Detecting tinnitus in animal models involves behavioral tests that assess changes in their auditory perception and response. One commonly used method is the gap detection test (GPIAS: Gap Prepulse Inhibition of the Acoustic Startle Reflex), where animals are trained to recognize and respond to the presence or absence of a silent gap in a continuous sound. Tinnitus can lead to impaired gap detection, as animals may have difficulty perceiving the silent interval. By observing alterations in their behavior, researchers gain valuable insights into the presence and severity of tinnitus, allowing for the development and testing of potential therapeutic interventions.
Cilcare leverages a decade of experience in conducting GPIAS measurements on tinnitus rat models (data collection and analysis, interpretation) ensuring accurate and reliable results in tinnitus research.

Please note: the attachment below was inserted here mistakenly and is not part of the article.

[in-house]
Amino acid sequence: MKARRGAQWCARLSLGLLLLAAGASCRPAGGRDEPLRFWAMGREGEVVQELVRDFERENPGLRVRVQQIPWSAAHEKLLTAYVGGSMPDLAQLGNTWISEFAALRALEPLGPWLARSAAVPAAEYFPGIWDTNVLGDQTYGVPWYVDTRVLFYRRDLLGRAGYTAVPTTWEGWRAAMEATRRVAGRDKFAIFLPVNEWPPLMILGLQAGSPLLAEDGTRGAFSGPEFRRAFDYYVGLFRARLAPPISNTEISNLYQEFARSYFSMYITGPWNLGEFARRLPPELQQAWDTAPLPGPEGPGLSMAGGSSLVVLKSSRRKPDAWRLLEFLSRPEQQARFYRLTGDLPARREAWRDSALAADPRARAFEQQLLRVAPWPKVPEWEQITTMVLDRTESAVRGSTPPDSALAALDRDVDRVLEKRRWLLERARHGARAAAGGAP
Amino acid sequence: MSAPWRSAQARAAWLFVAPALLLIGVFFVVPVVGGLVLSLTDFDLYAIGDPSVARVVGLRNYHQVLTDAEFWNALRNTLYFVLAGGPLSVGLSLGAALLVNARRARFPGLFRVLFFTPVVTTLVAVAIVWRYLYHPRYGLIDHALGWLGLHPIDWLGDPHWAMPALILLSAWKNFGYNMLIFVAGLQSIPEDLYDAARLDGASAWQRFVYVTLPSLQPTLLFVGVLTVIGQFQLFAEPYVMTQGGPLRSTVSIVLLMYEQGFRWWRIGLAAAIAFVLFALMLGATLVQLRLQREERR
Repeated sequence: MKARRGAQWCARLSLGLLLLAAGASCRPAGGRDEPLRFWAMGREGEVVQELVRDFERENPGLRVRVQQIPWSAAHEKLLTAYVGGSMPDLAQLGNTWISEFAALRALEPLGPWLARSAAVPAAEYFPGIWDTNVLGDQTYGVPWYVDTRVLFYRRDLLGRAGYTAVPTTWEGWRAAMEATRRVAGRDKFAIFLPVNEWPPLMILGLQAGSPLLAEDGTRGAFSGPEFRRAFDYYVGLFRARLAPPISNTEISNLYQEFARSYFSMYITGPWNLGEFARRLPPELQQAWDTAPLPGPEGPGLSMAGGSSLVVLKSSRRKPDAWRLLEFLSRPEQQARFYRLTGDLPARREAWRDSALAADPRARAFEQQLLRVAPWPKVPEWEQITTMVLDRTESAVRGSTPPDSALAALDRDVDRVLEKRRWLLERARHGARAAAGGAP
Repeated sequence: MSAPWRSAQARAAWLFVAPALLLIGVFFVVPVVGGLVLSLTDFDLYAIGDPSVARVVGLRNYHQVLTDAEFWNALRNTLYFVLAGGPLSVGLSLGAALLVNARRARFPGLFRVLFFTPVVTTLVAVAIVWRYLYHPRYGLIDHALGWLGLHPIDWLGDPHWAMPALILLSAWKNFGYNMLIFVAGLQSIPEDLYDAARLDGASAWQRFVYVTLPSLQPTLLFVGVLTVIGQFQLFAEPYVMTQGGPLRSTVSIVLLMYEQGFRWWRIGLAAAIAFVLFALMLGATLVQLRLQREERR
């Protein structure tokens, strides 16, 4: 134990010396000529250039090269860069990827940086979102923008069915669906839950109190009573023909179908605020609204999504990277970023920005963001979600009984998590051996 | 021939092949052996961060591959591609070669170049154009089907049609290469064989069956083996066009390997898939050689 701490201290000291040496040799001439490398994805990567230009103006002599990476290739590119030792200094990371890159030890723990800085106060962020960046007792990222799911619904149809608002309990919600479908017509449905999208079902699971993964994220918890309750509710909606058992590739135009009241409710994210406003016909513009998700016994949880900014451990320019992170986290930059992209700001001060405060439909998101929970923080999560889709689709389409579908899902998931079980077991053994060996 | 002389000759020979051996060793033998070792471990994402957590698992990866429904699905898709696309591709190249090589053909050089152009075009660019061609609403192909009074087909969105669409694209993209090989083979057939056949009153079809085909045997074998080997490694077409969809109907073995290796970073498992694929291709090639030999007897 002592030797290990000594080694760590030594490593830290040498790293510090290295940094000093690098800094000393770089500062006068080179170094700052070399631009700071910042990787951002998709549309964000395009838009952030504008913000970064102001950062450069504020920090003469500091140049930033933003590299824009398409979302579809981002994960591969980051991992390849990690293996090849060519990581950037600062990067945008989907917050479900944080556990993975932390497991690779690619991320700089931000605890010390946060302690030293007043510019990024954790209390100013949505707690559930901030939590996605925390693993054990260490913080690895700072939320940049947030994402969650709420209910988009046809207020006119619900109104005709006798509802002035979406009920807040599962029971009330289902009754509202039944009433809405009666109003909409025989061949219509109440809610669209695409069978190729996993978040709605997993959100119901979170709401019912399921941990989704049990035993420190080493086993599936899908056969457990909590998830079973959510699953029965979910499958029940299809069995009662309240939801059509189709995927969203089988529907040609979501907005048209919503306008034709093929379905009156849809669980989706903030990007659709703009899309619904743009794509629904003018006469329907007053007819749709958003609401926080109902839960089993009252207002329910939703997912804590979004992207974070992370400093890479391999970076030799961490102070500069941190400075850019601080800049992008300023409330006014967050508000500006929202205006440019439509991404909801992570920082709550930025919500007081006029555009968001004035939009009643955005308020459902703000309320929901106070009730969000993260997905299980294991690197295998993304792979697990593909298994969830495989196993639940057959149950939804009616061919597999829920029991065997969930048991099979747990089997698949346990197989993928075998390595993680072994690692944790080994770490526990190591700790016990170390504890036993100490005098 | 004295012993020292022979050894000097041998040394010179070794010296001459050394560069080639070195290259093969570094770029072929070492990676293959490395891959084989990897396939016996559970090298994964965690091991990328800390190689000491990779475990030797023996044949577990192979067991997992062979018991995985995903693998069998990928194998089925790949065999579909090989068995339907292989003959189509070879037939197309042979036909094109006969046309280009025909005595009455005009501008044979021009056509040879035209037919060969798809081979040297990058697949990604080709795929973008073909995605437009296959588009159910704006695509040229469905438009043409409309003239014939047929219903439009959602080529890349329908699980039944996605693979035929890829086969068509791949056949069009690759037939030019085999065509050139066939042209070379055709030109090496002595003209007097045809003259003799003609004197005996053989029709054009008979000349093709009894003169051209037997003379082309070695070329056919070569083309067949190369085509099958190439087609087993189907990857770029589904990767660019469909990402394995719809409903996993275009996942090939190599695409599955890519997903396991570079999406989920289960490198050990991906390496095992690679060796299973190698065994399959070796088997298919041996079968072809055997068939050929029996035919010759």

Cilcare combines GPIAS with Pre-pulse inhibition (PPI) method for a comprehensive approach to accurately detect tinnitus and hearing loss in preclinical models.
The Prepulse Inhibition (PPI) test is a behavioral assay commonly used in neuroscience and psychological research to assess sensorimotor gating in rodents. PPI specifically measures the reduction in the startle response to a strong sensory stimulus (the “pulse”) when it is preceded by a weaker, non-startling stimulus (the “prepulse”). This test aims to assess an animal’s ability to perceive the background noise and gaps used in GPIAS testing.
Cilcare has adapted the PPI test to specifically and precisely assess hyperacusis, a heightened sensitivity to sound. This test enables to investigate the neural and behavioral mechanisms of hyperacusis and evaluate the effect of drug candidates.